Brighton schools pushed to support food banks at harvest festivals

SCHOOLS are urged to use their harvest festivals to increase food bank donations when the cost-of-living crisis hits.

A new Food SOS initiative has been launched to coordinate harvest festivals and encourage schools to help out with donations ahead of the winter price crunch.

The program aims to tackle food poverty in Brighton and Hove, where more than 5,000 people use food banks and related projects every week, according to the Emergency Food Network.

Damien Jordan, Head of School at Fairlight Primary and Nursery School on St Leonard’s Road, Brighton, said: “The cost of living crisis and the impact it is having on families and children is extremely worrying.

“Kids are regularly giving up basics and parents are giving up basics almost every day so their kids can have some.

“That’s not one or two per school. That’s in the double digits in most classes and schools can only help so far and with so much.”

READ MORE: Brighton and Hove food banks statistics have been released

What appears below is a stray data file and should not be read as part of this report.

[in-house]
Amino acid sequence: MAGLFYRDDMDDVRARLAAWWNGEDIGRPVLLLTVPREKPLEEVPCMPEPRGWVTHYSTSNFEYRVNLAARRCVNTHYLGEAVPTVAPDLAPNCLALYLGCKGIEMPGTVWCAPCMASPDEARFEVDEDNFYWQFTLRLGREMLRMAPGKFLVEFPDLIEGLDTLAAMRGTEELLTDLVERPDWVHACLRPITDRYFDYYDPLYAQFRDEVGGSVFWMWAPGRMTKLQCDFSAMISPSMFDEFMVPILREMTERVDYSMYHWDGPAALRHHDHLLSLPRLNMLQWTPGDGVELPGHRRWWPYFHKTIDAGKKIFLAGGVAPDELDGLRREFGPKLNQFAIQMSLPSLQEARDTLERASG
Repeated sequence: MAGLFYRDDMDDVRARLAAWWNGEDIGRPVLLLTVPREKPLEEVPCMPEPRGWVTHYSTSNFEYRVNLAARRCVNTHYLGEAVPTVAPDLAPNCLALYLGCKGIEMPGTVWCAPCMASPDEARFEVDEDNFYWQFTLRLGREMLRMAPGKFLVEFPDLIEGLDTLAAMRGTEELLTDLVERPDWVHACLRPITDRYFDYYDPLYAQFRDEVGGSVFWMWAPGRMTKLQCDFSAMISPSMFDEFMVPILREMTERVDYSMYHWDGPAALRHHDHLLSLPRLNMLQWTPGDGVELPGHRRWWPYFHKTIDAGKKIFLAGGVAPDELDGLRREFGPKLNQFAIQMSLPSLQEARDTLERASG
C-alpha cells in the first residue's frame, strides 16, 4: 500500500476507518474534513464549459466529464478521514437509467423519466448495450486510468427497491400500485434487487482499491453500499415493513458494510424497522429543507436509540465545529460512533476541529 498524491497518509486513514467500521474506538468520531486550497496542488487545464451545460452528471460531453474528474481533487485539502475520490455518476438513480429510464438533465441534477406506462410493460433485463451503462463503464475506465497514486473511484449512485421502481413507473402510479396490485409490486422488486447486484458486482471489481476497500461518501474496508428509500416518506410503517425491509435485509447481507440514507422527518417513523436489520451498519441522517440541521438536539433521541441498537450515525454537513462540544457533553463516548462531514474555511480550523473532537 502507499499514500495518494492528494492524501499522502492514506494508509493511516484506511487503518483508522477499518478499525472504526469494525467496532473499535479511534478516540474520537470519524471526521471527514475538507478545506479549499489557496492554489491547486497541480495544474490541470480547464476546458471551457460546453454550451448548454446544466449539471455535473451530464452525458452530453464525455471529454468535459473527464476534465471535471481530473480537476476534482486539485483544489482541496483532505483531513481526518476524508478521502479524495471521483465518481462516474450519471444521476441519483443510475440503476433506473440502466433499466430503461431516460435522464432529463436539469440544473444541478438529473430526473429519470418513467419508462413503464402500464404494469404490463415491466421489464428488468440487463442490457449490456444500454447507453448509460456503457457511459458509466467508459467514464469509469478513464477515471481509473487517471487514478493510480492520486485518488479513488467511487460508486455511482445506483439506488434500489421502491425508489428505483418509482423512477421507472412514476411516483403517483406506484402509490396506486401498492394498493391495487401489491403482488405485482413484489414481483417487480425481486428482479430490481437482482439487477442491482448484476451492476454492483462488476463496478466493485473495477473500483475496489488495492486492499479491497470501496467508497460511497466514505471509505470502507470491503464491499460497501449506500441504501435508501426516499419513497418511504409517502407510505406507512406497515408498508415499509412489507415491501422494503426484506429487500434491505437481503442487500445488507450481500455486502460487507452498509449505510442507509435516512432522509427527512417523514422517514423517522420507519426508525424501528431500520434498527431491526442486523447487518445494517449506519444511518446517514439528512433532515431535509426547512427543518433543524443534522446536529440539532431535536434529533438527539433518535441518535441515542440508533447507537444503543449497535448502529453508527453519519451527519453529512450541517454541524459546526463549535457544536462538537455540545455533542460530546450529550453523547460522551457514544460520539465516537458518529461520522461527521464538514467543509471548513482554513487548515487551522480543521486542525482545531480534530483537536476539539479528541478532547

The Emergency Food Network estimates that nearly 1,000 meals are provided to those in need every week, with fears that more and more families will be forced to choose between heating and eating.

Statistics from the network suggest that the number of people seeking food banks and other similar projects has increased by around 18 percent. Many food banks are also struggling to offset higher demand with a drop in donations of nearly 70 percent.

The Food SOS campaign will help schools by providing resources for organizing fall harvest festivals. Schools can access these either online or in print, and are also designed to be distributed to struggling families.

Tafel use harvest festivals to boost dwindling donationsThe use of boards has increased by around 18 percent

Helen Starr-Keddle, member of the Brighton and Hove Food Partnership, said: “Food SOS will demonstrate how we can support our neighbors through what is for many a difficult and dangerous winter.

“This support is absolutely vital as struggling community projects run out of funds and their dedicated volunteers continue to support vast numbers of people at risk of malnutrition, homelessness and mental and physical health breakdown.”​ Brighton schools pushed to support food banks at harvest festivals

Fry Electronics Team

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